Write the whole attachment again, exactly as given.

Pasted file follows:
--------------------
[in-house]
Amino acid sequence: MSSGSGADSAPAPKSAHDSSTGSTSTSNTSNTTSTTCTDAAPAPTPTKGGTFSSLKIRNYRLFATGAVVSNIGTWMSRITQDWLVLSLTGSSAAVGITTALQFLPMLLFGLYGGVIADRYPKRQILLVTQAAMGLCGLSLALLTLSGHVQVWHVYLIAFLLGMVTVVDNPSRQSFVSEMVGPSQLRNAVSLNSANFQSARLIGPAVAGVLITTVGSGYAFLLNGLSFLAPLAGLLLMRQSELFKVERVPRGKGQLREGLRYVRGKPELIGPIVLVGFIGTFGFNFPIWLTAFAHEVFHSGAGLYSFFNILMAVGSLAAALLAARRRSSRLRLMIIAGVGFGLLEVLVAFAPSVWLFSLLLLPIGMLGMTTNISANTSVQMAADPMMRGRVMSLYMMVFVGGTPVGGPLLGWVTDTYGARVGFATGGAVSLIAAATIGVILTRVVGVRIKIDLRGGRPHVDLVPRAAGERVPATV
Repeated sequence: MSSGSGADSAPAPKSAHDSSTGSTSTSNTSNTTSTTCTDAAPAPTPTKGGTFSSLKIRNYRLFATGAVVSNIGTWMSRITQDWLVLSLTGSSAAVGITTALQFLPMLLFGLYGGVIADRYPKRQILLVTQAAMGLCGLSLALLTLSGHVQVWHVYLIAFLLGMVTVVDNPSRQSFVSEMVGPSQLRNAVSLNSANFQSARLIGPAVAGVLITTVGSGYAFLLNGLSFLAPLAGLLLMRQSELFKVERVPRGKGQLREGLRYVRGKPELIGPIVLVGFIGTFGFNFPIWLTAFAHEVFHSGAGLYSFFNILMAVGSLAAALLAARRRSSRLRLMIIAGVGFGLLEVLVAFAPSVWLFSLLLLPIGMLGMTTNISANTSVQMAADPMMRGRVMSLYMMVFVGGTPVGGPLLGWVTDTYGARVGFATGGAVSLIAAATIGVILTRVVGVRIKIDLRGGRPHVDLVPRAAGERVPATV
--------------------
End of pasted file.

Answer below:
[in-house]
Amino acid sequence: MSSGSGADSAPAPKSAHDSSTGSTSTSNTSNTTSTTCTDAAPAPTPTKGGTFSSLKIRNYRLFATGAVVSNIGTWMSRITQDWLVLSLTGSSAAVGITTALQFLPMLLFGLYGGVIADRYPKRQILLVTQAAMGLCGLSLALLTLSGHVQVWHVYLIAFLLGMVTVVDNPSRQSFVSEMVGPSQLRNAVSLNSANFQSARLIGPAVAGVLITTVGSGYAFLLNGLSFLAPLAGLLLMRQSELFKVERVPRGKGQLREGLRYVRGKPELIGPIVLVGFIGTFGFNFPIWLTAFAHEVFHSGAGLYSFFNILMAVGSLAAALLAARRRSSRLRLMIIAGVGFGLLEVLVAFAPSVWLFSLLLLPIGMLGMTTNISANTSVQMAADPMMRGRVMSLYMMVFVGGTPVGGPLLGWVTDTYGARVGFATGGAVSLIAAATIGVILTRVVGVRIKIDLRGGRPHVDLVPRAAGERVPATV
Repeated sequence: MSSGSGADSAPAPKSAHDSSTGSTSTSNTSNTTSTTCTDAAPAPTPTKGGTFSSLKIRNYRLFATGAVVSNIGTWMSRITQDWLVLSLTGSSAAVGITTALQFLPMLLFGLYGGVIADRYPKRQILLVTQAAMGLCGLSLALLTLSGHVQVWHVYLIAFLLGMVTVVDNPSRQSFVSEMVGPSQLRNAVSLNSANFQSARLIGPAVAGVLITTVGSGYAFLLNGLSFLAPLAGLLLMRQSELFKVERVPRGKGQLREGLRYVRGKPELIGPIVLVGFIGTFGFNFPIWLTAFAHEVFHSGAGLYSFFNILMAVGSLAAALLAARRRSSRLRLMIIAGVGFGLLEVLVAFAPSVWLFSLLLLPIGMLGMTTNISANTSVQMAADPMMRGRVMSLYMMVFVGGTPVGGPLLGWVTDTYGARVGFATGGAVSLIAAATIGVILTRVVGVRIKIDLRGGRPHVDLVPRAAGERVPATV